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Huge structure is challenging, not impossible

Resources, Structure Basics | January 1, 2016 | By:

IMG_1377When CAF USA (one of the U.S. rail transportation market leaders in the design, manufacture and maintenance of all types of railcars), Elmira, N.Y., wanted to enclose a 90-foot-wide and 24-foot-tall bridge train that was attached to an existing building, the first two shelter vendors they called said it couldn’t be done. Each of them proposed building a detached structure instead, which was not what the client wanted.

When CAF called Shelter Structures, Charly Smail went up there with an engineer and spent three days crawling around the existing building, which was constructed in 1906, to determine whether it could support the necessary loads, before saying: “It’s challenging, but we’ll find a way.”

The difficulty of the project was compounded because the bridge crane running the length of the 500-foot-long building needed to remain functional. Shelter Structures’ solution was to design a large asymmetrical fabric structure attached to the building’s outside metal wall by first creating an additional metal wall, which the crew welded to the building. That provided the needed support for the truss structure, which began there and extended out and over the gantry crane. The result was a 105-foot-wide, 62-foot-high and 312-feet-long attached fabric structure that created storage space and preserved ongoing operations for the client.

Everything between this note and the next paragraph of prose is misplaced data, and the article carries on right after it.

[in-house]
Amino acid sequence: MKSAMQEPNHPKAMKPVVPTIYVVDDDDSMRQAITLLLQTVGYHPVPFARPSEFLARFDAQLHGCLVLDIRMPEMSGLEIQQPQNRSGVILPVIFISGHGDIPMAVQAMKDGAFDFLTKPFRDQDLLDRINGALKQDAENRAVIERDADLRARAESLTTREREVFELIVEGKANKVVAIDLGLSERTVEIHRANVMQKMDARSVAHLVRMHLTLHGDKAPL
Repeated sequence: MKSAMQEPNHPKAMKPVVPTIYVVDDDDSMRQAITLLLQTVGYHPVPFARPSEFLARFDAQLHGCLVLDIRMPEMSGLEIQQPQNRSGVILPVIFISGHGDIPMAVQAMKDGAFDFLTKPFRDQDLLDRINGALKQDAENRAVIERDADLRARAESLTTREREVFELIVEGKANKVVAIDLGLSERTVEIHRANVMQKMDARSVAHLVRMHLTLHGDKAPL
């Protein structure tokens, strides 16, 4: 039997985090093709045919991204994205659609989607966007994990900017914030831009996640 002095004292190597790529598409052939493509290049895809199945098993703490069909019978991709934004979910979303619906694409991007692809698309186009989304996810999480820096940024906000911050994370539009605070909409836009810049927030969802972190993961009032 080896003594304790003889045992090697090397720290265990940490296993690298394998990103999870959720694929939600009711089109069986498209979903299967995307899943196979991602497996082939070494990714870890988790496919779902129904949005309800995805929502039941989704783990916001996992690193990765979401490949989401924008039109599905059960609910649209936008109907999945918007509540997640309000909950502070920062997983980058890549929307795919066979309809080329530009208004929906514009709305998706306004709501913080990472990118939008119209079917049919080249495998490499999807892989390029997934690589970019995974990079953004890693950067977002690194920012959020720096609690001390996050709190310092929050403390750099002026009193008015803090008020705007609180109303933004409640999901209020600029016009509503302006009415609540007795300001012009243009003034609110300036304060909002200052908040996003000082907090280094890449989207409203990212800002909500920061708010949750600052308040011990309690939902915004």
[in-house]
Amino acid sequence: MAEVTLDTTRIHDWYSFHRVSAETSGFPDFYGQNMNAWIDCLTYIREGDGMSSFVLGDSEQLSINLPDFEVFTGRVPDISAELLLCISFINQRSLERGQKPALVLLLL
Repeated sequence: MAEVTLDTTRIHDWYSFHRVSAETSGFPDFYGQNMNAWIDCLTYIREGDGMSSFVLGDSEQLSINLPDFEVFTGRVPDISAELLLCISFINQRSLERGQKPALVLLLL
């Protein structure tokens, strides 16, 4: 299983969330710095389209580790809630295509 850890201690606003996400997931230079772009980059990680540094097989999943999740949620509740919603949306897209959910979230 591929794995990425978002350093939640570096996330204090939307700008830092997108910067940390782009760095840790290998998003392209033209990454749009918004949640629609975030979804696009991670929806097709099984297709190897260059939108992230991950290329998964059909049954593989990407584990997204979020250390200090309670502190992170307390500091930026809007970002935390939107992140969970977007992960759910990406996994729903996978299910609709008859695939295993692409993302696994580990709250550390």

Sigrid Tornquist is a freelance writer and editor from St. Paul, Minn.

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